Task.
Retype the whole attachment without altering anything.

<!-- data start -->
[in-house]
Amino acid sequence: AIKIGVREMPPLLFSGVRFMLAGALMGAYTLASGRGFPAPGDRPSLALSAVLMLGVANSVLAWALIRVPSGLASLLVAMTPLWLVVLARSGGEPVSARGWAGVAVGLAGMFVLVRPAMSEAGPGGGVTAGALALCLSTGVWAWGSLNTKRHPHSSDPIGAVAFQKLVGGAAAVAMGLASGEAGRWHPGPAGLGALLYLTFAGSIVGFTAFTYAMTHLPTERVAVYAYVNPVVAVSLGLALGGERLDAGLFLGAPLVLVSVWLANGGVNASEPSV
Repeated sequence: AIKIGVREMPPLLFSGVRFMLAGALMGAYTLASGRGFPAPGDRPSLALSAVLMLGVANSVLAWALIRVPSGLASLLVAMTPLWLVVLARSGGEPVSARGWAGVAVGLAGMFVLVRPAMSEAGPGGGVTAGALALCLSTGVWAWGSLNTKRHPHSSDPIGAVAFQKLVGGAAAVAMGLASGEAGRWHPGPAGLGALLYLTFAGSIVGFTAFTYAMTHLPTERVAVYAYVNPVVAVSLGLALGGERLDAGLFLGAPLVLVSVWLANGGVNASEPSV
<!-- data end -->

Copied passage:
[in-house]
Amino acid sequence: AIKIGVREMPPLLFSGVRFMLAGALMGAYTLASGRGFPAPGDRPSLALSAVLMLGVANSVLAWALIRVPSGLASLLVAMTPLWLVVLARSGGEPVSARGWAGVAVGLAGMFVLVRPAMSEAGPGGGVTAGALALCLSTGVWAWGSLNTKRHPHSSDPIGAVAFQKLVGGAAAVAMGLASGEAGRWHPGPAGLGALLYLTFAGSIVGFTAFTYAMTHLPTERVAVYAYVNPVVAVSLGLALGGERLDAGLFLGAPLVLVSVWLANGGVNASEPSV
Repeated sequence: AIKIGVREMPPLLFSGVRFMLAGALMGAYTLASGRGFPAPGDRPSLALSAVLMLGVANSVLAWALIRVPSGLASLLVAMTPLWLVVLARSGGEPVSARGWAGVAVGLAGMFVLVRPAMSEAGPGGGVTAGALALCLSTGVWAWGSLNTKRHPHSSDPIGAVAFQKLVGGAAAVAMGLASGEAGRWHPGPAGLGALLYLTFAGSIVGFTAFTYAMTHLPTERVAVYAYVNPVVAVSLGLALGGERLDAGLFLGAPLVLVSVWLANGGVNASEPSV